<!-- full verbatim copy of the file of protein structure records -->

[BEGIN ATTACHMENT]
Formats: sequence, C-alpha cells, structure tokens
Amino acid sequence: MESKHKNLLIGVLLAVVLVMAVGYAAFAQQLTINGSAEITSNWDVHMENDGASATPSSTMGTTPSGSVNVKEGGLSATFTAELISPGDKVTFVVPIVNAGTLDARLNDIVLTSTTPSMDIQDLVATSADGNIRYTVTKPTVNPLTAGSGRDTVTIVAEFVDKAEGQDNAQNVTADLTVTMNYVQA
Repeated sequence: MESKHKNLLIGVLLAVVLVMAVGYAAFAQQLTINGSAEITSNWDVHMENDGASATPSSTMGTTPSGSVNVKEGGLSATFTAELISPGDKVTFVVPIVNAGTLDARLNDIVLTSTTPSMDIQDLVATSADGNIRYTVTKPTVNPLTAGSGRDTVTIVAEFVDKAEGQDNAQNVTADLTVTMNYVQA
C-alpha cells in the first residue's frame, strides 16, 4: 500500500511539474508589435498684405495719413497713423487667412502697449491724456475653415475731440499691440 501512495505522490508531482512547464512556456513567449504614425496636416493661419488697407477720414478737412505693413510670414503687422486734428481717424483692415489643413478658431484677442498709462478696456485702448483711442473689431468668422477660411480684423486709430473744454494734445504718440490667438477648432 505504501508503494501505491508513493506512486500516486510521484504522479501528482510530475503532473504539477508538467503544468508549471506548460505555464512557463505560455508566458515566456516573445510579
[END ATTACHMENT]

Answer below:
Formats: sequence, C-alpha cells, structure tokens
Amino acid sequence: MESKHKNLLIGVLLAVVLVMAVGYAAFAQQLTINGSAEITSNWDVHMENDGASATPSSTMGTTPSGSVNVKEGGLSATFTAELISPGDKVTFVVPIVNAGTLDARLNDIVLTSTTPSMDIQDLVATSADGNIRYTVTKPTVNPLTAGSGRDTVTIVAEFVDKAEGQDNAQNVTADLTVTMNYVQA
Repeated sequence: MESKHKNLLIGVLLAVVLVMAVGYAAFAQQLTINGSAEITSNWDVHMENDGASATPSSTMGTTPSGSVNVKEGGLSATFTAELISPGDKVTFVVPIVNAGTLDARLNDIVLTSTTPSMDIQDLVATSADGNIRYTVTKPTVNPLTAGSGRDTVTIVAEFVDKAEGQDNAQNVTADLTVTMNYVQA
C-alpha cells in the first residue's frame, strides 16, 4: 500500500511539474508589435498684405495719413497713423487667412502697449491724456475653415475731440499691440 501512495505522490508531482512547464512556456513567449504614425496636416493661419488697407477720414478737412505693413510670414503687422486734428481717424483692415489643413478658431484677442498709462478696456485702448483711442473689431468668422477660411480684423486709430473744454494734445504718440490667438477648432 505504501508503494501505491508513493506512486500516486510521484504522479501528482510530475503532473504539477508538467503544468508549471506548460505555464512557463505560455508566458515566456516573445510579